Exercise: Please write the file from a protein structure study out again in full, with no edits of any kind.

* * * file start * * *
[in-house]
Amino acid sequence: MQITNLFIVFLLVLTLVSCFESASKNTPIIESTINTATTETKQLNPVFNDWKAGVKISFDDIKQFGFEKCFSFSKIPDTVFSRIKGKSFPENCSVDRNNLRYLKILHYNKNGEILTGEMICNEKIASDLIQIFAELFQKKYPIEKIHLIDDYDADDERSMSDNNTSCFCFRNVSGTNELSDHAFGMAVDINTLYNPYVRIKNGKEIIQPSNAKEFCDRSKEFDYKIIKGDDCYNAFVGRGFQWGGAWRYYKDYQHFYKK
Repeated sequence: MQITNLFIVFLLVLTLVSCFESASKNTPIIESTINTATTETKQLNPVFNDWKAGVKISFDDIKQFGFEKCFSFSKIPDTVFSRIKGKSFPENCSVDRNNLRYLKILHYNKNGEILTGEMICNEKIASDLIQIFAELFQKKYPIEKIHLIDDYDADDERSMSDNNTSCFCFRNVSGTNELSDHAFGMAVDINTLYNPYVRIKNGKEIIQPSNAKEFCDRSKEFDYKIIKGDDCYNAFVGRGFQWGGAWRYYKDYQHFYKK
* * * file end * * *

[in-house]
Amino acid sequence: MQITNLFIVFLLVLTLVSCFESASKNTPIIESTINTATTETKQLNPVFNDWKAGVKISFDDIKQFGFEKCFSFSKIPDTVFSRIKGKSFPENCSVDRNNLRYLKILHYNKNGEILTGEMICNEKIASDLIQIFAELFQKKYPIEKIHLIDDYDADDERSMSDNNTSCFCFRNVSGTNELSDHAFGMAVDINTLYNPYVRIKNGKEIIQPSNAKEFCDRSKEFDYKIIKGDDCYNAFVGRGFQWGGAWRYYKDYQHFYKK
Repeated sequence: MQITNLFIVFLLVLTLVSCFESASKNTPIIESTINTATTETKQLNPVFNDWKAGVKISFDDIKQFGFEKCFSFSKIPDTVFSRIKGKSFPENCSVDRNNLRYLKILHYNKNGEILTGEMICNEKIASDLIQIFAELFQKKYPIEKIHLIDDYDADDERSMSDNNTSCFCFRNVSGTNELSDHAFGMAVDINTLYNPYVRIKNGKEIIQPSNAKEFCDRSKEFDYKIIKGDDCYNAFVGRGFQWGGAWRYYKDYQHFYKK